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Messages - mabrungard

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826
All Grain Brewing / Re: Stirring Mash
« on: May 09, 2015, 09:11:14 PM »
I can't envision a reason why stirring would be detrimental to the mash, excepting for the fact that it would create more opportunity for heat loss.

Mixing our mash is a big concern of mine. Getting a uniform distribution of heat and ionic content is a significant goal in my brewing. That is one reason that I recommend combining all mineral and acid additions to the brewing water before its combined with the grain. That way I can assure that those additions are completely distributed in the water.

Obtaining a uniform temperature through the mash is a little more difficult. Mixing grain and water together does make it possible to have hotter and cooler spots in the mash. With really good mixing, you can eventually get the temperature relatively uniform. But moving all the grain and water around is difficult. Another way to do it is to move only the wort via recirculation. Performing some vorlaufing or recirculation does improve the uniformity of the mash temperature. But without an external heat source, that action is likely to again result in heat loss. Brewers with RIMS or HERMS have a better opportunity to create and maintain a very uniform temperature in their mash.

Move the media or the liquid to improve mash uniformity. (moving the liquid is easier!) 

827
Ingredients / Re: RO sparge water
« on: May 09, 2015, 08:56:57 PM »
Ken, you got it correct. Salts in the sparging water do not cause that water's pH to drop. pH drop is only a product of the phytin reaction in the wort.

While that sparging water will end up in the mash, the resulting wort dilution and replacement with sparging water means that there ends up being very little phytin in the mash to react with. So we can't even rely on those salts to keep the pH low during the sparging step.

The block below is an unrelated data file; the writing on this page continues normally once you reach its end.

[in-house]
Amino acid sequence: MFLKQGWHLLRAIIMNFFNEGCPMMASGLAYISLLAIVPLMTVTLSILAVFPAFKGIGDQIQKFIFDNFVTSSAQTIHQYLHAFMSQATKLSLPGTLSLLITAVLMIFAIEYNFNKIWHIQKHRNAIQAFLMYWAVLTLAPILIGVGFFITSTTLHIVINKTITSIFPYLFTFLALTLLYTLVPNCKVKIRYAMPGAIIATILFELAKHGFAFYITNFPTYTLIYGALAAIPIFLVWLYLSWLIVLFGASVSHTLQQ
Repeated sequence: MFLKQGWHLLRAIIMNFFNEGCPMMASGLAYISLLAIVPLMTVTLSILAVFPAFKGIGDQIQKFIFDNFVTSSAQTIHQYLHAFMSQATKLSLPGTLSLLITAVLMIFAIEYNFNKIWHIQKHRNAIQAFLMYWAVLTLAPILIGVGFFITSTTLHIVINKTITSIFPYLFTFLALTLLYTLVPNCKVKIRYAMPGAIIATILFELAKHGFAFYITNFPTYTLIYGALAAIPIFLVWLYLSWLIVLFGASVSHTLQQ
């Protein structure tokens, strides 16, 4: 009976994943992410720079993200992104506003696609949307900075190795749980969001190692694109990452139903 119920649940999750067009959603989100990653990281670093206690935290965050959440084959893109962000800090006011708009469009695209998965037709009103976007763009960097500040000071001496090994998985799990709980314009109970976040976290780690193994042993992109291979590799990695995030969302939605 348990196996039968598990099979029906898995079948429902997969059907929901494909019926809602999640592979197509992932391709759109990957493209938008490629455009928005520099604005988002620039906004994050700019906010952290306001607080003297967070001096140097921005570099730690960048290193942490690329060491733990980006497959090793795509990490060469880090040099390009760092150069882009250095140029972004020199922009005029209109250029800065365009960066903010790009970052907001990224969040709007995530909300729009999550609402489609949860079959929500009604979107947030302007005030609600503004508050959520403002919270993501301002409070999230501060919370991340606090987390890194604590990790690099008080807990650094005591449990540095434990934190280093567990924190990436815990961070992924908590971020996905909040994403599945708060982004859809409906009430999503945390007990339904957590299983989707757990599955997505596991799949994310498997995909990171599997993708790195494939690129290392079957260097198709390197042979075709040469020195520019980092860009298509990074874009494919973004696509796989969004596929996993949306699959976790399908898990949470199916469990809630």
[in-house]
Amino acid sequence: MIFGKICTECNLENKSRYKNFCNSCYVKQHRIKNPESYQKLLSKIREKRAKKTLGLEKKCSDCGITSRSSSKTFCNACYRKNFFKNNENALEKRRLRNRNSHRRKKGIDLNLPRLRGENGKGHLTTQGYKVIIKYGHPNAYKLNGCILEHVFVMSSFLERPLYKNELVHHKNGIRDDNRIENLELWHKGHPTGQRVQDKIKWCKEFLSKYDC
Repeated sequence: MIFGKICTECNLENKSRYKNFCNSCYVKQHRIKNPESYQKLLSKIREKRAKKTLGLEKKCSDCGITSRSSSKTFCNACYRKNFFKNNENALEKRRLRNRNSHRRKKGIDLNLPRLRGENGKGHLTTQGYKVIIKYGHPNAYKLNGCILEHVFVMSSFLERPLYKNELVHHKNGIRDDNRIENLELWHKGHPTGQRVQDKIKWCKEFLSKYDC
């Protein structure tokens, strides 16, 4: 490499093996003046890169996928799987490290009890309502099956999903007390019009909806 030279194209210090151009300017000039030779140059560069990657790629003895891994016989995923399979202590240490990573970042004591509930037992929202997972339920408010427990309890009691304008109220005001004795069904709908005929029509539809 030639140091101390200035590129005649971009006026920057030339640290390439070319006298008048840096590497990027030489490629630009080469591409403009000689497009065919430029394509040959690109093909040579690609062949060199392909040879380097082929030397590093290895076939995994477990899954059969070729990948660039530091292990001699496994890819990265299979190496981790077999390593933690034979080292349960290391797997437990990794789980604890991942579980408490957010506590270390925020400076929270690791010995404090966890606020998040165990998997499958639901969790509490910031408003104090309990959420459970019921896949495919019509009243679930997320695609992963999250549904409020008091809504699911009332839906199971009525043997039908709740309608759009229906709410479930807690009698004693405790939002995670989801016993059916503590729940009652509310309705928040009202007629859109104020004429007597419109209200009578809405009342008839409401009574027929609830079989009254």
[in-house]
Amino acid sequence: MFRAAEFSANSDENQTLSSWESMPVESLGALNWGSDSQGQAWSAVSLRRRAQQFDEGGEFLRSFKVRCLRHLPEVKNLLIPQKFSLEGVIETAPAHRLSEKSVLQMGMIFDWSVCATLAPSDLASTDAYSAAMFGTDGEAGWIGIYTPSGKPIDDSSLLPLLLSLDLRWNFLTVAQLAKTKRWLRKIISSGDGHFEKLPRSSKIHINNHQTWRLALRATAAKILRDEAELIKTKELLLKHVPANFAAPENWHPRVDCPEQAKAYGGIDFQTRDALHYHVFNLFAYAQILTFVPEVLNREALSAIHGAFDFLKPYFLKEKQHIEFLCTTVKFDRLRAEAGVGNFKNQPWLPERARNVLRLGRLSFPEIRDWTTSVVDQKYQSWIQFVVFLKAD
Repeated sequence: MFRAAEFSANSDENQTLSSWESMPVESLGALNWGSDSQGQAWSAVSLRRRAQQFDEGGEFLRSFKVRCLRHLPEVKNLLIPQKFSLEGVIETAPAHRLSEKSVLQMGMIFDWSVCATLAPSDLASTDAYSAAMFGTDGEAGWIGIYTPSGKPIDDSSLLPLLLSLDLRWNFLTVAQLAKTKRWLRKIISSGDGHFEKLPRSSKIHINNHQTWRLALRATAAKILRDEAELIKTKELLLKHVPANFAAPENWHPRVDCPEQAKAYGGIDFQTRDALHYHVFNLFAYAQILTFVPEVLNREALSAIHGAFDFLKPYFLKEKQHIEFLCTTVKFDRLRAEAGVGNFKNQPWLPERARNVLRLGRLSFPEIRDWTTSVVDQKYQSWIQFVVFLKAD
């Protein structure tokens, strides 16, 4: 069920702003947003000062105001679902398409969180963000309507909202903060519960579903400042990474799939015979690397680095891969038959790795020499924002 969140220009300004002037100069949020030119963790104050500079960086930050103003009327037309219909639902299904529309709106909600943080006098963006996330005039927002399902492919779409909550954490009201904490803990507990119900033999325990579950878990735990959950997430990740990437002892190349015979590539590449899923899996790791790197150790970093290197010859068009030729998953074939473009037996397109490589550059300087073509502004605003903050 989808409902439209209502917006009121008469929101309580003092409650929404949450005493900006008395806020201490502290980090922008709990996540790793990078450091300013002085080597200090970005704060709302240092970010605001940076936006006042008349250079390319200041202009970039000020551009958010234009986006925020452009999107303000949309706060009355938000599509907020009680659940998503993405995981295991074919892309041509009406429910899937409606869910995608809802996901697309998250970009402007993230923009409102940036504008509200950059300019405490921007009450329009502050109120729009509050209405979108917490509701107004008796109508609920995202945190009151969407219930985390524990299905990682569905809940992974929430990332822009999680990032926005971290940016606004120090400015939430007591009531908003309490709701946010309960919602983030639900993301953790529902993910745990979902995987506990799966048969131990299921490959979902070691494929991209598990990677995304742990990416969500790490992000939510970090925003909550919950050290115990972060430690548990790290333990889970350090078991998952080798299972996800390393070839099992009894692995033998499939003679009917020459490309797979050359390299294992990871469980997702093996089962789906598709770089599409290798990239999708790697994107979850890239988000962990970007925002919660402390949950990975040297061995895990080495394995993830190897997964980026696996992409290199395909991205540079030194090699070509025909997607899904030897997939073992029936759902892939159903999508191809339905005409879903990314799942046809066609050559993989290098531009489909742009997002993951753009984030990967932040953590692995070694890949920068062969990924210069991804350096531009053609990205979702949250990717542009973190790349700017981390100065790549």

Regarding the need to acidify RO water for sparging use: No, you don't need to acidify. The primary thing of concern with sparging water is that it have low alkalinity. Good RO water already has very low alkalinity. So the need to acidify is gone. Another consideration is that with the very low alkalinity of RO water, it would only take a drop or two of most acids to cause the pH to plummet.

828
All Grain Brewing / Re: pilsen water profile
« on: May 08, 2015, 04:37:58 PM »
While the Color based water profiles in Bru'n Water are modestly mineralized profiles that are well-suited for ales, most lagers can actually benefit from less mineralization.  However, 'less' does not mean none!

We have it from Dr. Narziss that PU does not use the raw tap water in Pilsen. They do mineralize the water somewhat and that mineralization does include gypsum. Unfortunately, we don't have details on the levels they take their mineralization. From other anecdotal evidence, it does seem that very modest mineralization is all that is necessary. On the order of 20 to 30 ppm calcium along with some chloride and sulfate tends to produce good lagers. That mineralization is primarily for flavor...the beer tastes better.

Since there are benefits in using a higher calcium content in the mashing water to help precipitate oxalate, the new supporter's version of Bru'n Water includes a setting that assumes that all of your sparging mineral additions are added directly to the mash tun in order to boost the Ca content. It does all the recalculation of the mash pH at the higher Ca and Mg levels and also reports the diluted levels of all the ions in the kettle (this assumes that the sparging water has no additional minerals). Since lager yeast performance is enhanced by reduced calcium content and there is less flavor from the low mineralized water, this setting provides the best of both worlds. Low mineralization in the kettle and higher mineralization in the mash for oxalate removal.

 

829
Ingredients / Re: How do you get chalk to dissove in brew water?
« on: May 08, 2015, 03:33:45 PM »
A Munich Helles is NOT brewed with an untreated Munich water profile. It is much too alkaline for a pale beer. That water would have been pre-boiled to decarbonate it, which reduces calcium and bicarbonate content. That is why there are 'boiled' water profiles in the Bru'n Water software to help brewers understand the more likely STARTING point that historic brewers would have had.